In this blog feature, I share a picture book I really enjoy and externalize my process of reading it. I’m hoping this will be useful for those of you who are?educators sharing books with kids and perhaps give you ideas of some?elements you could include?in your book discussions.
Under the Freedom Tree
by Susan VanHecke, illus by London Ladd
Part 1 here?and Part 2 here
After I read the book, I read the Author’s Note at the back. It has a lot more details about the laws during the Civil War and why General Butler didn’t return the escaped slaves. It also tells about the Emancipation Oak today. I like learning more details. I notice the language isn’t nearly as mysterious or beautiful in the Author’s Note as it is in the actual story. There is also a Bibliography that lists where VanHecke got her information. I won’t be double-checking these or reading these other books or sites, but I like seeing her research. It makes me feel like she knows her stuff and I can trust that what she says is true. I think a little about her poetic language in a nonfiction book. It’s always a fine line. Stars don’t really hold their breath, of course. But I think a nonfiction book can still use beautiful poetic language and things like anthropomorphism (where you make something that is not alive act human) and have the book be nonfiction. Figurative language is not meant to be taken literally. More to come next week, I think.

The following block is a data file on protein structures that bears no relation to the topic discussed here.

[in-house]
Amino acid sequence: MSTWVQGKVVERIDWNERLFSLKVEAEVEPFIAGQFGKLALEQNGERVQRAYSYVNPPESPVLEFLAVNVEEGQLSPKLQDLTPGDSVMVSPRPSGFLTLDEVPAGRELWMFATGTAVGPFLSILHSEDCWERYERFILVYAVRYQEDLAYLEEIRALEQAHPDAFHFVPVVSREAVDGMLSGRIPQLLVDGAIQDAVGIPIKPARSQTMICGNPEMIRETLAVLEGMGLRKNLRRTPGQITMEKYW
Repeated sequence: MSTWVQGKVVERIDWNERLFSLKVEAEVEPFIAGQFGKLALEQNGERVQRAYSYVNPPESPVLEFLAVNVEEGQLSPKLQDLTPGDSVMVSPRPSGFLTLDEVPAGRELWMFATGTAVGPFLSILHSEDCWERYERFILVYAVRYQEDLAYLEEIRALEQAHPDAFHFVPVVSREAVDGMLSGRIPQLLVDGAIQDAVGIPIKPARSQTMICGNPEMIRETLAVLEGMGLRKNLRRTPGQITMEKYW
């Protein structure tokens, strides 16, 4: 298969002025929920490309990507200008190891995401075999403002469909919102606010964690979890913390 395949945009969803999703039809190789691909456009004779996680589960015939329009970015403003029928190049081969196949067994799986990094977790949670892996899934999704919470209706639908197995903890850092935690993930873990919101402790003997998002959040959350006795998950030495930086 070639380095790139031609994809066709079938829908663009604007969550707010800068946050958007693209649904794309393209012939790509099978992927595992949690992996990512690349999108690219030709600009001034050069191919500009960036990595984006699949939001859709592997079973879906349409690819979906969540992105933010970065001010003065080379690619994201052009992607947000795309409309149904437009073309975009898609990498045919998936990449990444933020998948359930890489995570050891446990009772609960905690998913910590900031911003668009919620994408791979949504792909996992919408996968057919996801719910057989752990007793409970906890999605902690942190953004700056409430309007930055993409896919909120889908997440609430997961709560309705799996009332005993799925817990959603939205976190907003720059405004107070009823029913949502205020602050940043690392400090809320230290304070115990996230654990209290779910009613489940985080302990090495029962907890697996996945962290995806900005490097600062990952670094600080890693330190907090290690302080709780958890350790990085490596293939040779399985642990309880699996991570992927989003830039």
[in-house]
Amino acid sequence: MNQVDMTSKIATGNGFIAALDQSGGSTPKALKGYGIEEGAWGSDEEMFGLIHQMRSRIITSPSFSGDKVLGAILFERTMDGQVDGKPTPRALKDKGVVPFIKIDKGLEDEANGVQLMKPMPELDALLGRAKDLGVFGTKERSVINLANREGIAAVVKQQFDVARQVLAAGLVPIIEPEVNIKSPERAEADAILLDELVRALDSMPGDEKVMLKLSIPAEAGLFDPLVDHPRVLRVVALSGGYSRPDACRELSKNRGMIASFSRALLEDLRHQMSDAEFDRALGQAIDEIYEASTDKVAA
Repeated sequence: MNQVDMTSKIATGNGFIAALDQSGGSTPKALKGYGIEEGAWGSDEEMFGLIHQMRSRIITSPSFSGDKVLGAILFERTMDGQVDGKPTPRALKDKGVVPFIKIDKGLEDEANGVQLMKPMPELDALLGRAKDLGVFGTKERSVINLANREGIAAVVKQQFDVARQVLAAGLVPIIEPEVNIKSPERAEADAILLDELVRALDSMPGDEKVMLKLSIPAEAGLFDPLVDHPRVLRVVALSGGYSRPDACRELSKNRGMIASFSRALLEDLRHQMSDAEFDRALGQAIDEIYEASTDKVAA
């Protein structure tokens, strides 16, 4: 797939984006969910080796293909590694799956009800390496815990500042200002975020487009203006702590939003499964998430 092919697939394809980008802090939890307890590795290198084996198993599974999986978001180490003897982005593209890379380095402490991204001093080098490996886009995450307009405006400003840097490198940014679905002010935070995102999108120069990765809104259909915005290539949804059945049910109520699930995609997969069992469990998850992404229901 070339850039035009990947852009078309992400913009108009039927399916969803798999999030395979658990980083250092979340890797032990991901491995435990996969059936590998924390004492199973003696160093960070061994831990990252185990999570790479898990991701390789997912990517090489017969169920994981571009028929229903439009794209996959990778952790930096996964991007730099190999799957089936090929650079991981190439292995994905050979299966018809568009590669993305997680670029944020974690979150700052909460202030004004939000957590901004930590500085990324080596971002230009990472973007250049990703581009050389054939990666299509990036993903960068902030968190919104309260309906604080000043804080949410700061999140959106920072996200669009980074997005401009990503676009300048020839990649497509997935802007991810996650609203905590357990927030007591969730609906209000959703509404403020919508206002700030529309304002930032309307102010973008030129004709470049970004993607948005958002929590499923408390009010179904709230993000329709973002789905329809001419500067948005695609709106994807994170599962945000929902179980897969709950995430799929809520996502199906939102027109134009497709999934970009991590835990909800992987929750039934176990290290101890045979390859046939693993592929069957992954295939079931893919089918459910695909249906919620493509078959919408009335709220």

CCRA.R.3, CCRA.R.5, CCRA.R.6, CCRA.R.9